• Star Trek: The Next Generation: In "Future Imperfect", this is how Riker sees through the second fantasy world. In the first, he recognizes his dead "wife" as a fictional character, and the illusion is shattered. But he realizes he's still not in the real world when his cellmate refers to their captor as "Ambassador" Tomalak. Tomalak would be properly addressed as "Commander", and he was only called an ambassador in the previous illusion. Riker never mentioned this, so he deduces that his cellmate is somehow involved in the situation.
  • Stitchers features a particular version of this in the episode "Pretty Little Lawyers"; after they accuse the killer of poisoning the victim, he names the exact poison used to kill her before anyone else brought it up.
  • In Supernatural episode "The Man Who Would Be King", Bobby admits to Castiel that he had suspected Cas of working with Crowley against The Winchesters. Hardly a breath later, Cas (who has just regained Bobby and Sam's trust) references an earlier conversation... that he heard while he was invisibly spying on the boys. Oops.
  • On S.W.A.T. (2017), Hondo and Deacon are investigating attacks by a mountain gang called the Mercs on a team called the Jackals. They head to the mountains to check with Deacon's old partner, Hawkins, who had gone deep undercover with the Mercs. Hawkins talks to them on the Mercs and how they act up, not surprised they'd attack the Jackals. At which point, Hondo snaps that they never said which gang the Mercs were targeting. It turns out Hawkins has gone dirty and taken up leadership of the Mercs for real.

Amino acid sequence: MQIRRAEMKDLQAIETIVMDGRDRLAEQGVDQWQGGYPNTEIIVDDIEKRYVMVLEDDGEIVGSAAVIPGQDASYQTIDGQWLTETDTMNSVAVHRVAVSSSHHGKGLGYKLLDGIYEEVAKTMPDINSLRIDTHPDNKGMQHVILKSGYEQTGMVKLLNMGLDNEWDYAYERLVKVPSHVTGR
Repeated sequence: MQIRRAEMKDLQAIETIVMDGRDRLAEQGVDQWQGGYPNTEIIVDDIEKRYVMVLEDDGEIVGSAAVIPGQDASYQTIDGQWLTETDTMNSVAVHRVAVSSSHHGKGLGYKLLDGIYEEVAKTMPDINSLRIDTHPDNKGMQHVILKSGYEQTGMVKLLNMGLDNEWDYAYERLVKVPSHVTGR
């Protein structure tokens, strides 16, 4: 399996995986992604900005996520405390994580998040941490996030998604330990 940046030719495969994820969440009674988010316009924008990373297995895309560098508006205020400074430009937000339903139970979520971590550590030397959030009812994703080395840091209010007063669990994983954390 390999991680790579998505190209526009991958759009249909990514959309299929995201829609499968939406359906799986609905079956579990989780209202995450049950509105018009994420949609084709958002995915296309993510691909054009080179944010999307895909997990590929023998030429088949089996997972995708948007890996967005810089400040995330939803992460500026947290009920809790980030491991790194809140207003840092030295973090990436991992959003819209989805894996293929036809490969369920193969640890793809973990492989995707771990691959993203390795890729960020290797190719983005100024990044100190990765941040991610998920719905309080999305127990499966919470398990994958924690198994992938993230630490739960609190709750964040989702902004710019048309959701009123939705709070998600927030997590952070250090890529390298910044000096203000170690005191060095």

• Used interestingly in an episode of Taggart: A woman gets information about a serial killer from one of his survivors, information that was not mentioned in newspaper coverage. She then uses that information so that her lover can kill her husband and set up the scene to make it look like the serial killer. Unfortunately for them, the husband was the serial killer in the first place.
  • Taken: In "Maintenance", Jesse Keys realizes that "Dr. Patterson" is an agent of the UFO project as he is aware that the little men that he sees are grey without being told. He renders the agent unconscious and escapes.